Saturday, November 13, 2010


Mayflower and Ships Following

The Mayflower came to Plymouth Rock in 1620. There was another ship the very next year in June 1621. It was the Fortune which came over in November 1621 with 35 people. Then in July of 1623 cme the Anne and Little James. Another larger group of ships came in 1630. A Captain Wolcott came over with 20 proprietors and many indentured servants. They started a plantation near the SW corner of Boston Harbor called "Mount Wollaston" which was later called QUINCY.'' Plimoth Plantation was settled in 1627 and William Bradford was the governor for many years. He called those who came over on the Mayflower with him "pilgrims" because he hoped they would had journeyed to a new kind of Holy Land where they would have freedom of worship. More than half died during the winter of 1620, after which nine more ships arrived from England with additional settlers.

Our ancestors of our grandfather, Frank Hugh Robinson, said they came over on the ship right after the Mayflower. I'm not sure if that was a Robinson, or possibly could have been someone on his mother's side, which could have been a Tuller or a Durkee. At any rate, they were early arrivals.

Our ancestors were probably Pilgrims that came over after the Mayflower. They were separatists from the Church of England. The 30 years after the Mayflower saw about 20,000 English immigrants arrive in the Massachusetts Bay Colony, and because of the strictness there, our ancestors moved into what was to become New Hampshire and Connecticut. The journey on the terribly overcrowed ship took over 6 to 12 weeks and often ran out of food even though they were promised food. It cost about 30 pounts ($1,000) for a family of 8 with a ton of freight to come over.

The majority of people living in England in the 1620's were very poor. The monarch, Queen Elizabeth I and James I, wanted to maintain the Church of England as the only permissible religion. Anyone suspected of religious deviance was imprisoned, threatened, fined, sometimes tortured and even hanged. Therefore, the ones who came over sought to escape religious persecution and wanted to worship in the manner they believed to be the "proper Christian way." Children were put to work by the time they were age 6 or 7. They were expected to do as they're told. Complete and unquestioning obedience was the rule. Sunday was a day of rest and religion. Church services began at 8 in the morning and lasted until noon. Services resumed around 2 p.m. and continued until 5 p.m. or 6p.m.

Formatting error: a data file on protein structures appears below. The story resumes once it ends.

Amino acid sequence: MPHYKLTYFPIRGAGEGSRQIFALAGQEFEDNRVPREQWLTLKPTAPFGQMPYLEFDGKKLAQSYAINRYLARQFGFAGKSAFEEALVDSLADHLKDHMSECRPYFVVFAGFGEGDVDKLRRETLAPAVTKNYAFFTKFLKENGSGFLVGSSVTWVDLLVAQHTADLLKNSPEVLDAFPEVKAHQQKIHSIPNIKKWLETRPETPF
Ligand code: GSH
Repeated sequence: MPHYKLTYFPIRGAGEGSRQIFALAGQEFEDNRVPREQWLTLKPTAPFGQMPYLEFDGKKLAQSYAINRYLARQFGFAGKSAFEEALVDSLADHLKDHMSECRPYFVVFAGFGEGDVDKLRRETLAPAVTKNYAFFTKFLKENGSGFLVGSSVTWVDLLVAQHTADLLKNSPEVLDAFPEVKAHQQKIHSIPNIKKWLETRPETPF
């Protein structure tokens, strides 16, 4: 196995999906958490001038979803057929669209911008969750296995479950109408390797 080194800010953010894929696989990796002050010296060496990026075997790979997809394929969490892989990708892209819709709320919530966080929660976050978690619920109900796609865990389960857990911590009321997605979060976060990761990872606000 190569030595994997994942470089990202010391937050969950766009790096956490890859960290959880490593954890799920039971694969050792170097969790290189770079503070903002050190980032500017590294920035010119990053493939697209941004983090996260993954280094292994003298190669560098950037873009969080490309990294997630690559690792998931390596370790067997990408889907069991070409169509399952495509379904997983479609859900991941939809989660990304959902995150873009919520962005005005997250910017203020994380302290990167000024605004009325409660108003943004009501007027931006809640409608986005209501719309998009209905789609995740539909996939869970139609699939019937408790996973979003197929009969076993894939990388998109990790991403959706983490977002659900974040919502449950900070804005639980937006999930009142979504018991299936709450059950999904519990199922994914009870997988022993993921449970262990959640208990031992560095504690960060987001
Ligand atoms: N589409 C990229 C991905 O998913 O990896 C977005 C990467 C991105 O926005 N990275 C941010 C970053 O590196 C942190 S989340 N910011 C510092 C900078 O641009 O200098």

They could have come over in 1630 as one of 700 people who left from Bristol Bay as that is so close to Wales. Our ancestor could have been one of the West Country folks. The Puritans of South Wales were in a weaving center. It was the closest association to the English plains or coastal plains. It was developed by Independents and Baptists. These people were especially selected for persecution in S.W. Wales. So they could also have come here because of religious persecution.Wolcott began selling off servants to Virginia. Thomas Morton took over and called it MERRY MOUNT. He freed the servants and set up a joint trading enterprise.

Ten years later, a fleet of eleven ships came over with the flagship Arbella from Southampton. This was now the year 1630. The people went to Boston, Charleston, Waterdown, Roxburg, New Town (Cambridge), Mystic, and Dorchester. Other ships mentioned in the fleet were the Talbat, Ambrose, and Jewel. They left England from Bristol and Plymath (by Wales), and Southampton.

Wolcott began selling off servants to Virginia. Thomas Morton took over and called it MERRY MOUNT. He freed the servants and set up a joint trading enterprise.

Thirty years after the Mayflower arrived, another ship landed at the Mass. Bay Colony. This was in 1650. The ship took from 6 to 12 weeks to get here and ran out of food. They settled in Rhode Island, New Hampshire and Connecticut.

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